It’s all too easy to silence people with mental health problems or neurological issues, assuming that dictates their thoughts and opinions. Like anyone else, I’m influenced by a million different factors from people, experiences, places and culture. Tourette’s is a consistent backdrop to all these things, shaping my perspective perhaps but you’ll find as many diverse personalities and opinions in the world of Tourette’s as you will in depression, OCD, tennis elbow, or even you oddballs who think there’s nothing wrong with you at all. In an age when ignorance, intolerance and compulsive lying make you a presidential frontrunner, surely we can find time to listen to the opinions and needs of people with health conditions too.
I’ll repeat one part of my original blog – it’s less than 10% of Tourette’s sufferers that actually have coprolalia, the involuntary swearing and socially inappropriate comments that have become synonymous with the condition. I understand why TV commissioners thought that was more interesting, but there comes a time when you need to provide an accurate picture, and in this case it can be just as interesting and entertaining…right? Tourette’s can involve swearing yes, but it can also be random noises, words or phrases, or in the case of Jeremy Hunt, involuntary lies about the NHS. Beyond our esteemed politicians, the majority of pain in my life comes from the physical impact of Tourette’s, which I will discuss more specifically in the next blog.
It can be difficult to explain to people what the true impact of Tourette’s is, and I now realise it must be the same with a whole host of conditions. If you can appear to cope well in public then people will assume it’s not that serious. Yet each week I’ve needed a day or two out to recover if life is particularly busy. The Tourette’s calms down and I’m ready to cope again. This usually feels like extreme fatigue, and perhaps it can come across as laziness, but all I’d say is, I’ve gained nothing from it. It’s not some excuse to benefit in any way, I’ve merely missed a large portion of my life and had my social and working life limited. Yet I’m lucky I’ve found a coping mechanism at all, as many others will have no respite and live it 24/7.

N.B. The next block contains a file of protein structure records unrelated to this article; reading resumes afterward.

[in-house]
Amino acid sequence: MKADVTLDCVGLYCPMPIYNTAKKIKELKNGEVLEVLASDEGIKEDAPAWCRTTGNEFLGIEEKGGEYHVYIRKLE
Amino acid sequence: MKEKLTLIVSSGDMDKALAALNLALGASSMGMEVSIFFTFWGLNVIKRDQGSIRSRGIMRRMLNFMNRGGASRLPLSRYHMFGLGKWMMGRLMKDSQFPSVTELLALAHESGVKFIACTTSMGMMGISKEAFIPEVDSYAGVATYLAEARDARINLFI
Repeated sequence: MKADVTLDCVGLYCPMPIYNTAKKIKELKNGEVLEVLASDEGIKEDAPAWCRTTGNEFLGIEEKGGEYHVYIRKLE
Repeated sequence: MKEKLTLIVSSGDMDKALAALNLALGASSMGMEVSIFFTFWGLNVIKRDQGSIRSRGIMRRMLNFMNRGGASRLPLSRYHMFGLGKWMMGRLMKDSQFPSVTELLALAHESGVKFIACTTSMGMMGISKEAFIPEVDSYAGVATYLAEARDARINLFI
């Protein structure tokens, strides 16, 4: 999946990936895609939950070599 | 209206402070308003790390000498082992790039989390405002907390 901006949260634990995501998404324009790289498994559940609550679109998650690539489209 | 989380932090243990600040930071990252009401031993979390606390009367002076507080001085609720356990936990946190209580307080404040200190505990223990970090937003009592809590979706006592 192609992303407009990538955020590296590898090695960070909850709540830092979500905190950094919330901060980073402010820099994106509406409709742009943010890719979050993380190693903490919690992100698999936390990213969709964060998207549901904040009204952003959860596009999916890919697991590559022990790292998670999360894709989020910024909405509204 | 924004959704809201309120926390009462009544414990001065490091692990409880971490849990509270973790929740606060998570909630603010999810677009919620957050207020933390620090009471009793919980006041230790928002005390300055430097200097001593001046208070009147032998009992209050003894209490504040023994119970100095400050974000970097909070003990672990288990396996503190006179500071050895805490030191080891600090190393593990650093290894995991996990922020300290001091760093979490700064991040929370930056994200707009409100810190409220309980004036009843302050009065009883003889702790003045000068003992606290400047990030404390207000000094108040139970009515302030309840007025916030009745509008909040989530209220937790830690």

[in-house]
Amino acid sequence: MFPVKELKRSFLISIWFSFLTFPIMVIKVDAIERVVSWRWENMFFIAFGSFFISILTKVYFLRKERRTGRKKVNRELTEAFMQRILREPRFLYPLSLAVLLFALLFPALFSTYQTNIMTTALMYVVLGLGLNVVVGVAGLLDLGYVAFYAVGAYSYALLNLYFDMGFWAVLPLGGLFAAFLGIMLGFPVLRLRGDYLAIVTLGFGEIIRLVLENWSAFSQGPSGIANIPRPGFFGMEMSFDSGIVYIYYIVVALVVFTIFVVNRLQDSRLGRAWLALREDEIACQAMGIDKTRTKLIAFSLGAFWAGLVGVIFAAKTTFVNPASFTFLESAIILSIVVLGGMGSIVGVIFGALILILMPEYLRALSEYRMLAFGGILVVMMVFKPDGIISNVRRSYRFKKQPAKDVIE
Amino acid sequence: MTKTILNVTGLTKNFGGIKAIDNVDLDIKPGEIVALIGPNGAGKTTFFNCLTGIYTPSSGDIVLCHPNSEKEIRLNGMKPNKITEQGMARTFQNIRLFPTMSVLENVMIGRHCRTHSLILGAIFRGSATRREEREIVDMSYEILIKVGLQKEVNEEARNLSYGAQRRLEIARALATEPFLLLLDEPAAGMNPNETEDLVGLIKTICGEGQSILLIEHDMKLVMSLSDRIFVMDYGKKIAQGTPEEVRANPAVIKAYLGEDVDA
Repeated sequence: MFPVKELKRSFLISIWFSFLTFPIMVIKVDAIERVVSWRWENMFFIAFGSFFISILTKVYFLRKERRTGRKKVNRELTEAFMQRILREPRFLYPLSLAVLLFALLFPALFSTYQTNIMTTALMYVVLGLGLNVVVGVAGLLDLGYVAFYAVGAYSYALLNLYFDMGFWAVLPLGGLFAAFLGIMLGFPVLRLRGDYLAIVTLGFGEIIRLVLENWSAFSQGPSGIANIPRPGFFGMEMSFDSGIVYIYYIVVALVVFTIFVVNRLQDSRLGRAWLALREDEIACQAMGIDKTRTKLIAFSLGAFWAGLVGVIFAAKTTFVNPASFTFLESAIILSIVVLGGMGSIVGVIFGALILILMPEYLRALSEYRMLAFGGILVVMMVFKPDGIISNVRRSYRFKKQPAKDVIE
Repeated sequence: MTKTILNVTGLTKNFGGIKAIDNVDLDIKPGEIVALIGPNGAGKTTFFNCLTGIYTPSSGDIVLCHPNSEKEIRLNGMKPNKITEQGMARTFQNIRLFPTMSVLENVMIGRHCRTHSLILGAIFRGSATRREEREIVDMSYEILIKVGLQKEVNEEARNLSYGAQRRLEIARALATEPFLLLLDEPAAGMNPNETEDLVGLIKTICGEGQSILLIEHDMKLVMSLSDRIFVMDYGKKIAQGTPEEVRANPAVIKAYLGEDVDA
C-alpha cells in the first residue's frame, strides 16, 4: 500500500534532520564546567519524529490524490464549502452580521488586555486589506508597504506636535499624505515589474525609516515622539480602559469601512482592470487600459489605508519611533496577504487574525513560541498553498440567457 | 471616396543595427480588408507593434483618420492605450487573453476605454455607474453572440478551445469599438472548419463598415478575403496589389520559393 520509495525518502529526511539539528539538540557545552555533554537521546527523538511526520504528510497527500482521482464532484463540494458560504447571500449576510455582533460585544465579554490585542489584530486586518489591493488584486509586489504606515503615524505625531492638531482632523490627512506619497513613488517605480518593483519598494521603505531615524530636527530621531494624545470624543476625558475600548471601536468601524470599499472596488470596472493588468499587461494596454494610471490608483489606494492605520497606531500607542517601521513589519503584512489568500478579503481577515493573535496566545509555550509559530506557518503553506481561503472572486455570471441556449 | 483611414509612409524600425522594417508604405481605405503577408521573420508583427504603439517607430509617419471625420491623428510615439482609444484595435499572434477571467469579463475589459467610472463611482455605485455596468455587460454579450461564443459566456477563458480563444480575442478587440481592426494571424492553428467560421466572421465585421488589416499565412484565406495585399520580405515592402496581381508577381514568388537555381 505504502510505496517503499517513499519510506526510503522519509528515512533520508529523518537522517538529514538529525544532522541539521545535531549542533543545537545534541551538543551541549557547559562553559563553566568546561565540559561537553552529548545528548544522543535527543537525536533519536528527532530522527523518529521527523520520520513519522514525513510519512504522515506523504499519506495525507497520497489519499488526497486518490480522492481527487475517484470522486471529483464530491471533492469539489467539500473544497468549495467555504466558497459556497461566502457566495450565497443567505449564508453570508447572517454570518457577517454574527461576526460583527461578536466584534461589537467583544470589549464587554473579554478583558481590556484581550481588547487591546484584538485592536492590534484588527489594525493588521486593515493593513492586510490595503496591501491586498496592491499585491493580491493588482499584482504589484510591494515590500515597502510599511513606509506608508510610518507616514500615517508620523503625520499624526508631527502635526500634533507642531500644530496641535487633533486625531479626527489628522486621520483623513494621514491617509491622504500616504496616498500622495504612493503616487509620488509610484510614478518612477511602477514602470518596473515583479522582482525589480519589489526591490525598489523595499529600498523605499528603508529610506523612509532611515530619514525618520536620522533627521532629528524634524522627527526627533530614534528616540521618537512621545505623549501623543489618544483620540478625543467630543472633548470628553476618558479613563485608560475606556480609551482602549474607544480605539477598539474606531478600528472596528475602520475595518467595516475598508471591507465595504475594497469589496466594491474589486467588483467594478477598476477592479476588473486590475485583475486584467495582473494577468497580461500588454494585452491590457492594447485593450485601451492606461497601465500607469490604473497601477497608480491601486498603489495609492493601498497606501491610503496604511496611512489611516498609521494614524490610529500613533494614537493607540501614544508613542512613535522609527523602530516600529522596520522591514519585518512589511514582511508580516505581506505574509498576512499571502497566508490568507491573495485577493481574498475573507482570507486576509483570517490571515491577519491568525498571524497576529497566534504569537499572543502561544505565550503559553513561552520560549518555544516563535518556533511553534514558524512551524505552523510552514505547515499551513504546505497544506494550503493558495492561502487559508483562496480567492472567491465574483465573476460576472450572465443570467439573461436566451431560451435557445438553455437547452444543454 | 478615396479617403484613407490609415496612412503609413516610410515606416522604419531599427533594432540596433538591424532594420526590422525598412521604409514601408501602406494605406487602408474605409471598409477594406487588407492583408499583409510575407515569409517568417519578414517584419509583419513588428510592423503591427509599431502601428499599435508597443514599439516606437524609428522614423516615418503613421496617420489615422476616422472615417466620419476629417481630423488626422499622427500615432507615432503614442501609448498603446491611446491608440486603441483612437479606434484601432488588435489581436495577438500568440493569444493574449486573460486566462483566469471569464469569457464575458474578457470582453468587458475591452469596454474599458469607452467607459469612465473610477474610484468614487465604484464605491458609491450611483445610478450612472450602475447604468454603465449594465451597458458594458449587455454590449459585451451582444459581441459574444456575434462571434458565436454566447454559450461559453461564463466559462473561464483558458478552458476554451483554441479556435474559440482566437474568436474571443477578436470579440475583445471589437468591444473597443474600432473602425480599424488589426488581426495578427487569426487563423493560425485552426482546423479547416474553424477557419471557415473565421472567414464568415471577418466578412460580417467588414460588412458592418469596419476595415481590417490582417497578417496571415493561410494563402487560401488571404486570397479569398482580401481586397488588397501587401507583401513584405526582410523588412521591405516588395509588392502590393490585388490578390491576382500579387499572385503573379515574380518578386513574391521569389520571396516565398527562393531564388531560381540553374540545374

Many of us look back bewildered and embarrassed at how certain groups of people have been treated in the past, yet we continue to make mistakes. Too often mental health issues are overlooked, or we dismiss the abilities of those suffering their effects. The stigma is something we can fight right now, it doesn’t require expensive medical research and scientific breakthrough, just empathy and a shift in viewpoint. Beyond mental health and neurological conditions like Tourette’s, there remains a lack of understanding and often a suspicion of conditions we can’t see clearly. I remain positive and despite what mainstream media would have you believe, there is clear evidence of moral progress throughout the decades. Tolerance, understanding and compassion increase, while prejudice and ignorance decline. Yes, I did write that before the Brexit vote, but there will always be short-term setbacks even in developed countries.
It would be counterproductive to write about the problems of assumption in society and then write off an entire group as ignorant or racist myself. I’ve not seen any valid reason for voting leave, but I do understand some of the motivations people might feel, from a general feeling of desiring change to the opportunity to topple a Prime Minister. For me, a referendum is a terrible idea from the start, on any subject let alone a such a complicated and important one. I’ve studied the EU more than many and still wouldn’t feel qualified to decide, with my disposition always being towards cooperation and working with other countries regardless. Why is this relevant to a Tourette’s blog? Well, rather than cynically shoehorning in my Brexit opinion over a week late, it’s about misconception. I had already written about the problems of people viewing matters in such black and white terms, making assumptions about illnesses and complicated conditions they can’t necessarily see. Yet here we have a government asking the public to make a simple yes or no decision on an extremely complex issue. It does not encourage thinking in shades of grey.
Misconception can be fought through education, inspiring curiosity and changing mindsets. The media don’t always seem willing to aid this cause, but we can help each other. Whether it’s Tourette’s syndrome, a mental health condition or any other problem you are struggling with internally, we can all help by being more patient, open-minded and above all, continuing to read my blog.